And it turned out to be a that little path next to the Royal Observatory in Greenwich, not the Prime Meridian line. The 0° meridian is what the GPS uses for global navigation, the discrepancy results from the fact that the Prime Meridian was originally measured without taking it into consideration that the Earth isn’t a perfect smooth ball (if the measurements are made inside the UK, as it it was originally done, this does’t lead to as much discrepancy as when vaster areas are included).
Simon talks about his changes to Daniel Shiffman’s Spherical Geometry Coding Challenge: He has rewritten the code in an object oriented manner. Later he also turned the sphere into an ellipsoid using three radii.
Object oriented (Simon’s idea):
Adding colour (Daniel’s feature):
Turning the sphere into ellipsoid (Simon’s idea):
Simon would also like to try this with a cylinder:
Simon wanted to share his code in a readme in GitHub but he didn’t manage to create one within the specific (Sphere Geometry) project. Here is a screenshot of him sharing the code in Slack chat (for Coding Train fans):
Simon came up with an idea to translate a physics visualization from the Codea app (using a language called Lua) into Processing (Java) by applying Box2D. The first two videos below show him working on that project.
As he got stuck later, Simon decided to do the same project in p5.js instead, applying Matter.js:
This turned out to be quite difficult as well: he got stuck while trying to calculate the exact coordinates for all the shapes involved in the visualization (it was supposed to resemble bricks falling down and rolling down two slopes). So what Simon did as the next step in this “exercise” was switch back to Processing and create a grid with numbered coordinates. When I asked him, why he didn’t make the same grid in p5, he answered that he just loved Processing so much. Eventually though, this grew into a different project:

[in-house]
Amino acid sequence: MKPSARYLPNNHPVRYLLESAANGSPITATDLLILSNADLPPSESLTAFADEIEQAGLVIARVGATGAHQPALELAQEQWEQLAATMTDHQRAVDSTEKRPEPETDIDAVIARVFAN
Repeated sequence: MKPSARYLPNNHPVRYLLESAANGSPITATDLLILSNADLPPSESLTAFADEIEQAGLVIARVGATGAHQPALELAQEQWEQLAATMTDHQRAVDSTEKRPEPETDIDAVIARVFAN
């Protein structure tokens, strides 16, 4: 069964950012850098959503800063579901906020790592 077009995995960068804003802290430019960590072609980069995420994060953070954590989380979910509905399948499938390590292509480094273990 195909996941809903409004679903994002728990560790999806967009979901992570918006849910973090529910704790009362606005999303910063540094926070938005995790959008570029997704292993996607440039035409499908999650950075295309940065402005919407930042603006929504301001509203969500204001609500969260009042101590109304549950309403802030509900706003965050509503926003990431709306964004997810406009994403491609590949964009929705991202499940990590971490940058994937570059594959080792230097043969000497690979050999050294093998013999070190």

Confusing as these sidesteps may seem I’m sure Simon got a lot of practice out of this.
Here is a game Simon tried translating from Lua into Processing, it’s called Brickout:
On Friday Simon finished another beautiful Daniel Shiffman coding challenge called Mapping Earthquake Data. The purpose of this coding challenge was to visualize earthquake data from the USGS website (http://earthquake.usgs.gov/data/) by mapping the latitude, longitude and the magnitude of earthquakes with p5.js. The map imagery is pulled from mapbox.js and the math demonstrated coverts latitude, longitude to x,y via Web Mercator (the de facto standard for web mapping applications).
In Web Mercator, the “world coordinates” are adjusted such that the upper left corner is (0, 0) and the lower right corner is (256, 256). To visualize a place on the map, its coordinates are calculated with the help of this crazy formula:
where λ is the longitude in radians and φ is latitude in radians.
Daniel Shiffman turned parts of the formula into a, b and c to make it easier to apply it within the code. The coordinates he got as the result should then be subtracted from the center of the screen. Simon first forgot to do that subtraction bit and his Shanghai ended up outside the screen, which caused a lot of tears. The next day, after a long search, he found the problem.
And his math tutor explained what logarithms are.